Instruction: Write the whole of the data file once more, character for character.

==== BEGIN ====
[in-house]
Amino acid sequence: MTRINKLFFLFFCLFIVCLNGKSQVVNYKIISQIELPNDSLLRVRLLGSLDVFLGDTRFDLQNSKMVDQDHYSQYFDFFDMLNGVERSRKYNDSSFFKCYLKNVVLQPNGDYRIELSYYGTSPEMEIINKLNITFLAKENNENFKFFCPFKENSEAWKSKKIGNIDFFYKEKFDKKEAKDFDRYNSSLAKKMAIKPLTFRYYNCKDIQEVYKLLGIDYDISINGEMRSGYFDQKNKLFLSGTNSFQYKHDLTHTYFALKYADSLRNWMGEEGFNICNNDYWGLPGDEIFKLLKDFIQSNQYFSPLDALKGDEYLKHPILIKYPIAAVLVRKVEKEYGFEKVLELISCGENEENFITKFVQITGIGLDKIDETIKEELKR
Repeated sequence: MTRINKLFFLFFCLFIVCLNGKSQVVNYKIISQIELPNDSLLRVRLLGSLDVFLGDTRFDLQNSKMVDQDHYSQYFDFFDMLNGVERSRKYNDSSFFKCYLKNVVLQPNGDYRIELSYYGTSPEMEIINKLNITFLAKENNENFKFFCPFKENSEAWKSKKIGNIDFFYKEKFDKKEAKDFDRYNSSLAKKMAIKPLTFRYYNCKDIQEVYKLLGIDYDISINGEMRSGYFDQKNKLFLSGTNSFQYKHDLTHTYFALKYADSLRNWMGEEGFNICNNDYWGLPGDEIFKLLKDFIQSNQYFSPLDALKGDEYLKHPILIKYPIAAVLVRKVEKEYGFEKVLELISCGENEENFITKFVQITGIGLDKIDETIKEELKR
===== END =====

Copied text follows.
[in-house]
Amino acid sequence: MTRINKLFFLFFCLFIVCLNGKSQVVNYKIISQIELPNDSLLRVRLLGSLDVFLGDTRFDLQNSKMVDQDHYSQYFDFFDMLNGVERSRKYNDSSFFKCYLKNVVLQPNGDYRIELSYYGTSPEMEIINKLNITFLAKENNENFKFFCPFKENSEAWKSKKIGNIDFFYKEKFDKKEAKDFDRYNSSLAKKMAIKPLTFRYYNCKDIQEVYKLLGIDYDISINGEMRSGYFDQKNKLFLSGTNSFQYKHDLTHTYFALKYADSLRNWMGEEGFNICNNDYWGLPGDEIFKLLKDFIQSNQYFSPLDALKGDEYLKHPILIKYPIAAVLVRKVEKEYGFEKVLELISCGENEENFITKFVQITGIGLDKIDETIKEELKR
Repeated sequence: MTRINKLFFLFFCLFIVCLNGKSQVVNYKIISQIELPNDSLLRVRLLGSLDVFLGDTRFDLQNSKMVDQDHYSQYFDFFDMLNGVERSRKYNDSSFFKCYLKNVVLQPNGDYRIELSYYGTSPEMEIINKLNITFLAKENNENFKFFCPFKENSEAWKSKKIGNIDFFYKEKFDKKEAKDFDRYNSSLAKKMAIKPLTFRYYNCKDIQEVYKLLGIDYDISINGEMRSGYFDQKNKLFLSGTNSFQYKHDLTHTYFALKYADSLRNWMGEEGFNICNNDYWGLPGDEIFKLLKDFIQSNQYFSPLDALKGDEYLKHPILIKYPIAAVLVRKVEKEYGFEKVLELISCGENEENFITKFVQITGIGLDKIDETIKEELKR